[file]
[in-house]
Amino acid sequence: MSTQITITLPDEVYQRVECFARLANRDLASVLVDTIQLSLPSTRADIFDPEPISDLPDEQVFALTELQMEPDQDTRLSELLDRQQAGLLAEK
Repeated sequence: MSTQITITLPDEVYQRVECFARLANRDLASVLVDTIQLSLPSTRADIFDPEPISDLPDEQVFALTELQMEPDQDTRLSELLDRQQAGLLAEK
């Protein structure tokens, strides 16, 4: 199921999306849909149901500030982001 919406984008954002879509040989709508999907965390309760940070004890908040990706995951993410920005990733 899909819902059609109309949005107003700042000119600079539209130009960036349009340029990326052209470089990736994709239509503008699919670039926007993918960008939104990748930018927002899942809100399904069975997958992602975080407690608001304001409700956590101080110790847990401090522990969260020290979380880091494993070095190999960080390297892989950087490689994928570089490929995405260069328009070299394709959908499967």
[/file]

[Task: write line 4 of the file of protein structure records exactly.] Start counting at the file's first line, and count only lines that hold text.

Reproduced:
């Protein structure tokens, strides 16, 4: 199921999306849909149901500030982001 919406984008954002879509040989709508999907965390309760940070004890908040990706995951993410920005990733 899909819902059609109309949005107003700042000119600079539209130009960036349009340029990326052209470089990736994709239509503008699919670039926007993918960008939104990748930018927002899942809100399904069975997958992602975080407690608001304001409700956590101080110790847990401090522990969260020290979380880091494993070095190999960080390297892989950087490689994928570089490929995405260069328009070299394709959908499967």